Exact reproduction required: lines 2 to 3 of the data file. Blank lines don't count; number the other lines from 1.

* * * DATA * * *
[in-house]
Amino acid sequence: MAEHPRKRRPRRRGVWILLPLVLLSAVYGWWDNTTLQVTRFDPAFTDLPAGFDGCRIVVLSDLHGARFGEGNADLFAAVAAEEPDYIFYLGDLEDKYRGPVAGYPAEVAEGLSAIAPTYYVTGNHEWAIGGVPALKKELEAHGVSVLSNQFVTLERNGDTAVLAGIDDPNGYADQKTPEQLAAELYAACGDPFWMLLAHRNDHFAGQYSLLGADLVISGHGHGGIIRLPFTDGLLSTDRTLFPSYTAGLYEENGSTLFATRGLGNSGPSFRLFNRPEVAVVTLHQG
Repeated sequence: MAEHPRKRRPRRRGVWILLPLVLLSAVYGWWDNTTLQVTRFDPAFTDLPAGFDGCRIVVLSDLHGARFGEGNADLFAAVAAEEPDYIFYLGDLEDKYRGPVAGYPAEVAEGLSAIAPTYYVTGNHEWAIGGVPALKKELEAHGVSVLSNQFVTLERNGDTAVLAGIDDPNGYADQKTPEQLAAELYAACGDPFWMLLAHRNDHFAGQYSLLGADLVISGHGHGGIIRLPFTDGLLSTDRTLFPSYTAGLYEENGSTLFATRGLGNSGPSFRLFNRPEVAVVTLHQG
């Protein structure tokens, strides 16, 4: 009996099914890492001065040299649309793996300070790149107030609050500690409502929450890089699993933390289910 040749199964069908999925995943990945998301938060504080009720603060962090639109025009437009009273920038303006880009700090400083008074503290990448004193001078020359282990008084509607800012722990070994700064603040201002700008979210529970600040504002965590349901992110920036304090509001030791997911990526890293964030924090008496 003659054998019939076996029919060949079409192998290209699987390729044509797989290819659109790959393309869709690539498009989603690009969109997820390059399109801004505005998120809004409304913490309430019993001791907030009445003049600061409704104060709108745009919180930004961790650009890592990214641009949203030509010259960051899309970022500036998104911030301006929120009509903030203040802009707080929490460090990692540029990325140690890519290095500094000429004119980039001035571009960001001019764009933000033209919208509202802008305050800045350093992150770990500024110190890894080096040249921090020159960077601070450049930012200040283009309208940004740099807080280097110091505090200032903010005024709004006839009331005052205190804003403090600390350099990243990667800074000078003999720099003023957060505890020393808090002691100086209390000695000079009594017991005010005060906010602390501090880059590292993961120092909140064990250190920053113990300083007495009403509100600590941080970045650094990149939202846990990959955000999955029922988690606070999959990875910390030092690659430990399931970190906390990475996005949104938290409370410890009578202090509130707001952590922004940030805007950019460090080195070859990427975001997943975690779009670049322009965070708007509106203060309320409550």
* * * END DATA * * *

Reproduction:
Amino acid sequence: MAEHPRKRRPRRRGVWILLPLVLLSAVYGWWDNTTLQVTRFDPAFTDLPAGFDGCRIVVLSDLHGARFGEGNADLFAAVAAEEPDYIFYLGDLEDKYRGPVAGYPAEVAEGLSAIAPTYYVTGNHEWAIGGVPALKKELEAHGVSVLSNQFVTLERNGDTAVLAGIDDPNGYADQKTPEQLAAELYAACGDPFWMLLAHRNDHFAGQYSLLGADLVISGHGHGGIIRLPFTDGLLSTDRTLFPSYTAGLYEENGSTLFATRGLGNSGPSFRLFNRPEVAVVTLHQG
Repeated sequence: MAEHPRKRRPRRRGVWILLPLVLLSAVYGWWDNTTLQVTRFDPAFTDLPAGFDGCRIVVLSDLHGARFGEGNADLFAAVAAEEPDYIFYLGDLEDKYRGPVAGYPAEVAEGLSAIAPTYYVTGNHEWAIGGVPALKKELEAHGVSVLSNQFVTLERNGDTAVLAGIDDPNGYADQKTPEQLAAELYAACGDPFWMLLAHRNDHFAGQYSLLGADLVISGHGHGGIIRLPFTDGLLSTDRTLFPSYTAGLYEENGSTLFATRGLGNSGPSFRLFNRPEVAVVTLHQG